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Mutual of Omaha ditches Native American chief logo in nod to racial and social justice — but will PETA protest the new one?


'It was head and shoulders above the rest'

Photo by ANDREW HOLBROOKE/Corbis via Getty Images

Amid the flurry of moves by major food brands to change their names and logos to reflect racial sensitivity in the wake of George Floyd's death — as well as the protests and riots that followed — Mutual of Omaha was no different and chose to ditch its Native American chief logo.

And now it has unveiled its replacement.

Drumroll, please

The logo is now an image of a lion, which points to the iconic TV program "Wild Kingdom," the Omaha World-Herald reported.

The paper said the company decided an African lion would be the best animal from the wild to represent it as a symbol of strength and protection.

"We tried tons of animals," Keith Clark, senior vice president of marketing at Mutual of Omaha, told the World-Herald. "This one really rose to the top."

More from the paper:

Native American imagery had been part of Mutual of Omaha's logo for 70 years, with the distinctive profile of a chief a familiar sight atop the Fortune 500 company's headquarters.

But in the wake of the national reckoning over racial justice spawned by the killing of George Floyd while in Minneapolis police custody, the company announced in July that the logo's time had passed.

Mutual Chairman and CEO James Blackledge said that while the chief logo had long been viewed by the company as a sign of strength and respect, "we are still using a symbol from another culture that isn't ours."

The company dropped the image, kept the company name in its distinctive font and launched the search for a new logo.

Mutual of Omaha tested four logos, the World-Herald said, adding that the lion logo generated the best response with only 10% of respondents not liking it and many liking it a lot.

"It was head and shoulders above the rest," Clark told the paper.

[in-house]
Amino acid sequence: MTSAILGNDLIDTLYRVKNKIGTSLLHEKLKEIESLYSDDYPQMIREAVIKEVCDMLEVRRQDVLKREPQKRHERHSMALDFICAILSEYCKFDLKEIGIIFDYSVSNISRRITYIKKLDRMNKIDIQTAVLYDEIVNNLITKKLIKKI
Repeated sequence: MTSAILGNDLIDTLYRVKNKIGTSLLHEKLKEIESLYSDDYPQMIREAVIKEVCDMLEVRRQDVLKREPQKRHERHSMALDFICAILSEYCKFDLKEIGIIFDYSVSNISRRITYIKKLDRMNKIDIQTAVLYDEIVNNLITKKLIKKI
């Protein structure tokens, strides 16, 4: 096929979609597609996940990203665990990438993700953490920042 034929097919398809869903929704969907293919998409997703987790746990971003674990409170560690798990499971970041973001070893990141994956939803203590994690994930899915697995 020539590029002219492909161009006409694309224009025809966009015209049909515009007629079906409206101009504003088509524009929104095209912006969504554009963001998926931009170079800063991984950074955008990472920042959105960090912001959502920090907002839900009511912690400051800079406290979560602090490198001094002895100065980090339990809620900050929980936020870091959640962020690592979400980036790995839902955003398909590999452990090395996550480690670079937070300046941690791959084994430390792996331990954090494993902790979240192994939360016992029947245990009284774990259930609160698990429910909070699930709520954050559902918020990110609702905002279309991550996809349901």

The World-Herald added that the company's old logo will live on at Omaha's Durham Museum and that Mutual of Omaha has given a number of items featuring the chief logo to the museum as well as its history.

It's unclear if the People for the Ethical Treatment of Animals will protest the new lion logo as exploiting the King of the Jungle.

Anything else?

As TheBlaze has previously reported, a number of businesses have gone the same route as Mutual of Omaha. For instance, Uncle Ben's rice recently changed its name and no longer uses the image of a black man on its boxes. The image now simply reads "Ben's Original" in blue lettering over an orange background.

Quaker Oats announced that the famous Aunt Jemima brand of breakfast syrup and pancake mix would be going away because it perpetuates racial stereotypes, and Eskimo Pie also planned on changing its name.

L'Oreal — the world's largest cosmetic and beauty company — said it would stop using the word "whitening" on its products; and the Houston Association of Realtors decided to axe the word "master" in descriptions of bedrooms and bathrooms on real estate listings in favor of the term "primary."

Also, the Court of Master Sommeliers, which "sets the global standard of excellence for beverage service within the hospitality industry," will stop using the term "master sommelier."

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